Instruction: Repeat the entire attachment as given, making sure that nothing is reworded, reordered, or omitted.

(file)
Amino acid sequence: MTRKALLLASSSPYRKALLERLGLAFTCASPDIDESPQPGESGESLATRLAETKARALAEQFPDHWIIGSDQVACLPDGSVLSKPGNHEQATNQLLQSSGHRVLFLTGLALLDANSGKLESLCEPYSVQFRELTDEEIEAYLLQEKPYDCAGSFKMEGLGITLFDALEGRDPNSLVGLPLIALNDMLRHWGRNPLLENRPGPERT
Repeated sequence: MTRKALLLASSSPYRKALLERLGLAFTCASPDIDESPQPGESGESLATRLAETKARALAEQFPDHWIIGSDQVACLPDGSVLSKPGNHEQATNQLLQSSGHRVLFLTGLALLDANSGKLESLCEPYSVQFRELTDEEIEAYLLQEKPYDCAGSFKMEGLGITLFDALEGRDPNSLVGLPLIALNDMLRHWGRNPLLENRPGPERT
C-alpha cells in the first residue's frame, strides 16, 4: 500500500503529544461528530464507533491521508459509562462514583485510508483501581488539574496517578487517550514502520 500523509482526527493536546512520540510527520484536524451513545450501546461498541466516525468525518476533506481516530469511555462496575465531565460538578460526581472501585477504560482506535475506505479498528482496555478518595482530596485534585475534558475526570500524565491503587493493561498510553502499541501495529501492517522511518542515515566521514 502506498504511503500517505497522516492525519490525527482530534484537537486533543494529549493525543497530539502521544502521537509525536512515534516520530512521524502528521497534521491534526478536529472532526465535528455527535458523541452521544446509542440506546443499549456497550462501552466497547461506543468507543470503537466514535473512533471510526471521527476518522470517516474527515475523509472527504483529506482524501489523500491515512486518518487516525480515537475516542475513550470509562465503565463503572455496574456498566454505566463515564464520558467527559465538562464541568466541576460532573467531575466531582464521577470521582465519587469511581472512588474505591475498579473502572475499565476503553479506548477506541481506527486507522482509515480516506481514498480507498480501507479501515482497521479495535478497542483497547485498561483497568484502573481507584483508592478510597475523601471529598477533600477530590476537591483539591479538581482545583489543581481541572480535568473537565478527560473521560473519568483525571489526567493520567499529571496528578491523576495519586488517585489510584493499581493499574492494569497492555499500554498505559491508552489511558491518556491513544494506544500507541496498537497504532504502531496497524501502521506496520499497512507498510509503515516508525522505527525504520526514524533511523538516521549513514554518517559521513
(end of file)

Amino acid sequence: MTRKALLLASSSPYRKALLERLGLAFTCASPDIDESPQPGESGESLATRLAETKARALAEQFPDHWIIGSDQVACLPDGSVLSKPGNHEQATNQLLQSSGHRVLFLTGLALLDANSGKLESLCEPYSVQFRELTDEEIEAYLLQEKPYDCAGSFKMEGLGITLFDALEGRDPNSLVGLPLIALNDMLRHWGRNPLLENRPGPERT
Repeated sequence: MTRKALLLASSSPYRKALLERLGLAFTCASPDIDESPQPGESGESLATRLAETKARALAEQFPDHWIIGSDQVACLPDGSVLSKPGNHEQATNQLLQSSGHRVLFLTGLALLDANSGKLESLCEPYSVQFRELTDEEIEAYLLQEKPYDCAGSFKMEGLGITLFDALEGRDPNSLVGLPLIALNDMLRHWGRNPLLENRPGPERT
C-alpha cells in the first residue's frame, strides 16, 4: 500500500503529544461528530464507533491521508459509562462514583485510508483501581488539574496517578487517550514502520 500523509482526527493536546512520540510527520484536524451513545450501546461498541466516525468525518476533506481516530469511555462496575465531565460538578460526581472501585477504560482506535475506505479498528482496555478518595482530596485534585475534558475526570500524565491503587493493561498510553502499541501495529501492517522511518542515515566521514 502506498504511503500517505497522516492525519490525527482530534484537537486533543494529549493525543497530539502521544502521537509525536512515534516520530512521524502528521497534521491534526478536529472532526465535528455527535458523541452521544446509542440506546443499549456497550462501552466497547461506543468507543470503537466514535473512533471510526471521527476518522470517516474527515475523509472527504483529506482524501489523500491515512486518518487516525480515537475516542475513550470509562465503565463503572455496574456498566454505566463515564464520558467527559465538562464541568466541576460532573467531575466531582464521577470521582465519587469511581472512588474505591475498579473502572475499565476503553479506548477506541481506527486507522482509515480516506481514498480507498480501507479501515482497521479495535478497542483497547485498561483497568484502573481507584483508592478510597475523601471529598477533600477530590476537591483539591479538581482545583489543581481541572480535568473537565478527560473521560473519568483525571489526567493520567499529571496528578491523576495519586488517585489510584493499581493499574492494569497492555499500554498505559491508552489511558491518556491513544494506544500507541496498537497504532504502531496497524501502521506496520499497512507498510509503515516508525522505527525504520526514524533511523538516521549513514554518517559521513